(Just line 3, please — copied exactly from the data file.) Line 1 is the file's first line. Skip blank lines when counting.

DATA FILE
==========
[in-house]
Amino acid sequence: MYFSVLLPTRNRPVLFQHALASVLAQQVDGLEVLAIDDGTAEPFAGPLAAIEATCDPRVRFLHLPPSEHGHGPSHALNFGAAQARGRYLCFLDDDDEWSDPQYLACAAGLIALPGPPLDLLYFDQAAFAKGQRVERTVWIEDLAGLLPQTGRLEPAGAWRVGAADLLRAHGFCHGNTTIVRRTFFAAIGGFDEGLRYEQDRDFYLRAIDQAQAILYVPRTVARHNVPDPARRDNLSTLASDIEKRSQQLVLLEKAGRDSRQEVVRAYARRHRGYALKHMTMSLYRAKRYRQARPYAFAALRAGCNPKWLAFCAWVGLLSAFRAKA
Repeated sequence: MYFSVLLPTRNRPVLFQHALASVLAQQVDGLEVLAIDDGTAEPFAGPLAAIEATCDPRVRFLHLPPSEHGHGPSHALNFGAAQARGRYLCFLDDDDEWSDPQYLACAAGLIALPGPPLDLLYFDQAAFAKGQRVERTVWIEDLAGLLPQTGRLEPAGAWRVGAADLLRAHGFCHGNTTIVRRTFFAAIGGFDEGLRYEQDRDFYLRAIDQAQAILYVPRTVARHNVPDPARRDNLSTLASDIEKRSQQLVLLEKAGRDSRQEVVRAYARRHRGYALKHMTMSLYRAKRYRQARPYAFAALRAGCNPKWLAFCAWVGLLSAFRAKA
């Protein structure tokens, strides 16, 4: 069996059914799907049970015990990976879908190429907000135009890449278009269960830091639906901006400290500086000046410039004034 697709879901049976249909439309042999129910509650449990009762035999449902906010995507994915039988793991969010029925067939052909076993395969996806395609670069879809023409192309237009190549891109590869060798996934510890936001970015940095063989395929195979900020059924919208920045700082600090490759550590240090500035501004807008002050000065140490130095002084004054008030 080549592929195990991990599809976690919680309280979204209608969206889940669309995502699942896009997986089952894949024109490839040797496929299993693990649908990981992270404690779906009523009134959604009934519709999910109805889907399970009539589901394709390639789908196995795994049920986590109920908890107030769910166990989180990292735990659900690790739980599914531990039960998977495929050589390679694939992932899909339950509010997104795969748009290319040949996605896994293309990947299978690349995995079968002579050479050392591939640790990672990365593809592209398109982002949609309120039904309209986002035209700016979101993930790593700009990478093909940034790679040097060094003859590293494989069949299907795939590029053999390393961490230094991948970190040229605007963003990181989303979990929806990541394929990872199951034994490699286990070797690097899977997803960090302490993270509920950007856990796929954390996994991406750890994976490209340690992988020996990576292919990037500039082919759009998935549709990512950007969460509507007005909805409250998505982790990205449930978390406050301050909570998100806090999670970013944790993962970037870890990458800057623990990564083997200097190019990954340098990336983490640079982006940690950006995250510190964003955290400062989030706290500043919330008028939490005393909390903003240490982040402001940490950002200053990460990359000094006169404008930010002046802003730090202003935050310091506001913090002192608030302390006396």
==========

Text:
Repeated sequence: MYFSVLLPTRNRPVLFQHALASVLAQQVDGLEVLAIDDGTAEPFAGPLAAIEATCDPRVRFLHLPPSEHGHGPSHALNFGAAQARGRYLCFLDDDDEWSDPQYLACAAGLIALPGPPLDLLYFDQAAFAKGQRVERTVWIEDLAGLLPQTGRLEPAGAWRVGAADLLRAHGFCHGNTTIVRRTFFAAIGGFDEGLRYEQDRDFYLRAIDQAQAILYVPRTVARHNVPDPARRDNLSTLASDIEKRSQQLVLLEKAGRDSRQEVVRAYARRHRGYALKHMTMSLYRAKRYRQARPYAFAALRAGCNPKWLAFCAWVGLLSAFRAKA